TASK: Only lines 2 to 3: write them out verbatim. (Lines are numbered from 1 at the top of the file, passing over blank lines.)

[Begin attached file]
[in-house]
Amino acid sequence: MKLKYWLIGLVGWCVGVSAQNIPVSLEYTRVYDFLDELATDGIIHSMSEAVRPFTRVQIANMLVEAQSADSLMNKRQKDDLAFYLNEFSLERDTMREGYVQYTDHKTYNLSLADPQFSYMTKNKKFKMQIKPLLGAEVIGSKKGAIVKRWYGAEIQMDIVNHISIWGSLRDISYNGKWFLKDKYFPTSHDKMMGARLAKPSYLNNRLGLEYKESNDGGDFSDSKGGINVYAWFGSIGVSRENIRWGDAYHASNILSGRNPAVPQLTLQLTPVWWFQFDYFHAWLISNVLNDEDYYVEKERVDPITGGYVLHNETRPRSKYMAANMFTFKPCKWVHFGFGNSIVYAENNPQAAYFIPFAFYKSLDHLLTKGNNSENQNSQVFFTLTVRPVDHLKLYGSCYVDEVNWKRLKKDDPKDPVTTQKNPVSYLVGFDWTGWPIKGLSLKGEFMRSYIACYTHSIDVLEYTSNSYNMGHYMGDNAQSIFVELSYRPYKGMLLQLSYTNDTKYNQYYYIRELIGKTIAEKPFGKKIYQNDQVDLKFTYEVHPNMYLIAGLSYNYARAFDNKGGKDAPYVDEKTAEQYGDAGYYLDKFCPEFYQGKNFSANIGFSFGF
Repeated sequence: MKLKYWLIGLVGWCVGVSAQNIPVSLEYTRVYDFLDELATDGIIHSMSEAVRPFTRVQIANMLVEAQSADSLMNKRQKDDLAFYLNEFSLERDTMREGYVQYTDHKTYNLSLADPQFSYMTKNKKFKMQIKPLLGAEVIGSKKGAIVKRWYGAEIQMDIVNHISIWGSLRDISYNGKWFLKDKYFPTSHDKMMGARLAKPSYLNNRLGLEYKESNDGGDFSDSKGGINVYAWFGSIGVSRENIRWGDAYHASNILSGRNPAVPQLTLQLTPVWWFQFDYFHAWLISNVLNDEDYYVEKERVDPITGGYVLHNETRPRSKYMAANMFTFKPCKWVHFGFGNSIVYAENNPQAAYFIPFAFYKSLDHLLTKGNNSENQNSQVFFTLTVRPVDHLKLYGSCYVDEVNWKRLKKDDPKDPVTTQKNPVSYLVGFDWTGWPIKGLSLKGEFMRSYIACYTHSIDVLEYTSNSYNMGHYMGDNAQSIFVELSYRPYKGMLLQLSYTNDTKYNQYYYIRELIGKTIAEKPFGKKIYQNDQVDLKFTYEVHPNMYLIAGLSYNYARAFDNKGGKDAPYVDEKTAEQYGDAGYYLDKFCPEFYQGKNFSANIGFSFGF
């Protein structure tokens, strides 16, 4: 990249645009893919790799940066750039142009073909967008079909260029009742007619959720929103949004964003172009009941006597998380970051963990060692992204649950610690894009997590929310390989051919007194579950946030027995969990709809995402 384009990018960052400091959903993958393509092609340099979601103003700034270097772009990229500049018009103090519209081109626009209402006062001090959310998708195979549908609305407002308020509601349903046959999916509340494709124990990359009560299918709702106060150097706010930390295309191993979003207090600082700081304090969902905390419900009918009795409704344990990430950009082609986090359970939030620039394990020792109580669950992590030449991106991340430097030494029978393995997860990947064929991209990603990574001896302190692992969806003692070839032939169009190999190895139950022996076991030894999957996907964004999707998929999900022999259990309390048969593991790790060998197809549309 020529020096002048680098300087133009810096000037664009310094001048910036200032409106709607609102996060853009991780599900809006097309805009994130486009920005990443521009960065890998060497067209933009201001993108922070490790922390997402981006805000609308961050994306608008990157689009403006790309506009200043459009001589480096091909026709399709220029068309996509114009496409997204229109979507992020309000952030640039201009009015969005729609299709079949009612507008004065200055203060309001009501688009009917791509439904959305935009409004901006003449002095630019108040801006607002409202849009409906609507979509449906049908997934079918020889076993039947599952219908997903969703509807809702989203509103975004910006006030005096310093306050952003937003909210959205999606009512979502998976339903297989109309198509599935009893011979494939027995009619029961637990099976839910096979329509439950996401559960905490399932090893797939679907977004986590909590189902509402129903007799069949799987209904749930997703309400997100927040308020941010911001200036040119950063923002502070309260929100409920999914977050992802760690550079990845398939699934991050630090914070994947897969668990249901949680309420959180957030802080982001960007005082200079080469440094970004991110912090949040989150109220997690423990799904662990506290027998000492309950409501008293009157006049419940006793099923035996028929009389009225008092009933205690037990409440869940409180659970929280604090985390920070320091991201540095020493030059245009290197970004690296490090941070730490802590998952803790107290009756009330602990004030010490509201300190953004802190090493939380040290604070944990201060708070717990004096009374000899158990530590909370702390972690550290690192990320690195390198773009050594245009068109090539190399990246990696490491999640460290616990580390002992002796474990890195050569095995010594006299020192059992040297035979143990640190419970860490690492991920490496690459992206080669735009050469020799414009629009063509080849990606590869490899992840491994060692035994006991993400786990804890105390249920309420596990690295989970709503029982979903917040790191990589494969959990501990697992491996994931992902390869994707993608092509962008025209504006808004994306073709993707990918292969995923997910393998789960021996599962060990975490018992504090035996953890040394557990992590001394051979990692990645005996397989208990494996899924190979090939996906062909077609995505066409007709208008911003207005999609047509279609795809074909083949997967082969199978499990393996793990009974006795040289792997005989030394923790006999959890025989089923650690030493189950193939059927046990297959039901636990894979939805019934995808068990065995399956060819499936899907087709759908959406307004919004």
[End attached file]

Amino acid sequence: MKLKYWLIGLVGWCVGVSAQNIPVSLEYTRVYDFLDELATDGIIHSMSEAVRPFTRVQIANMLVEAQSADSLMNKRQKDDLAFYLNEFSLERDTMREGYVQYTDHKTYNLSLADPQFSYMTKNKKFKMQIKPLLGAEVIGSKKGAIVKRWYGAEIQMDIVNHISIWGSLRDISYNGKWFLKDKYFPTSHDKMMGARLAKPSYLNNRLGLEYKESNDGGDFSDSKGGINVYAWFGSIGVSRENIRWGDAYHASNILSGRNPAVPQLTLQLTPVWWFQFDYFHAWLISNVLNDEDYYVEKERVDPITGGYVLHNETRPRSKYMAANMFTFKPCKWVHFGFGNSIVYAENNPQAAYFIPFAFYKSLDHLLTKGNNSENQNSQVFFTLTVRPVDHLKLYGSCYVDEVNWKRLKKDDPKDPVTTQKNPVSYLVGFDWTGWPIKGLSLKGEFMRSYIACYTHSIDVLEYTSNSYNMGHYMGDNAQSIFVELSYRPYKGMLLQLSYTNDTKYNQYYYIRELIGKTIAEKPFGKKIYQNDQVDLKFTYEVHPNMYLIAGLSYNYARAFDNKGGKDAPYVDEKTAEQYGDAGYYLDKFCPEFYQGKNFSANIGFSFGF
Repeated sequence: MKLKYWLIGLVGWCVGVSAQNIPVSLEYTRVYDFLDELATDGIIHSMSEAVRPFTRVQIANMLVEAQSADSLMNKRQKDDLAFYLNEFSLERDTMREGYVQYTDHKTYNLSLADPQFSYMTKNKKFKMQIKPLLGAEVIGSKKGAIVKRWYGAEIQMDIVNHISIWGSLRDISYNGKWFLKDKYFPTSHDKMMGARLAKPSYLNNRLGLEYKESNDGGDFSDSKGGINVYAWFGSIGVSRENIRWGDAYHASNILSGRNPAVPQLTLQLTPVWWFQFDYFHAWLISNVLNDEDYYVEKERVDPITGGYVLHNETRPRSKYMAANMFTFKPCKWVHFGFGNSIVYAENNPQAAYFIPFAFYKSLDHLLTKGNNSENQNSQVFFTLTVRPVDHLKLYGSCYVDEVNWKRLKKDDPKDPVTTQKNPVSYLVGFDWTGWPIKGLSLKGEFMRSYIACYTHSIDVLEYTSNSYNMGHYMGDNAQSIFVELSYRPYKGMLLQLSYTNDTKYNQYYYIRELIGKTIAEKPFGKKIYQNDQVDLKFTYEVHPNMYLIAGLSYNYARAFDNKGGKDAPYVDEKTAEQYGDAGYYLDKFCPEFYQGKNFSANIGFSFGF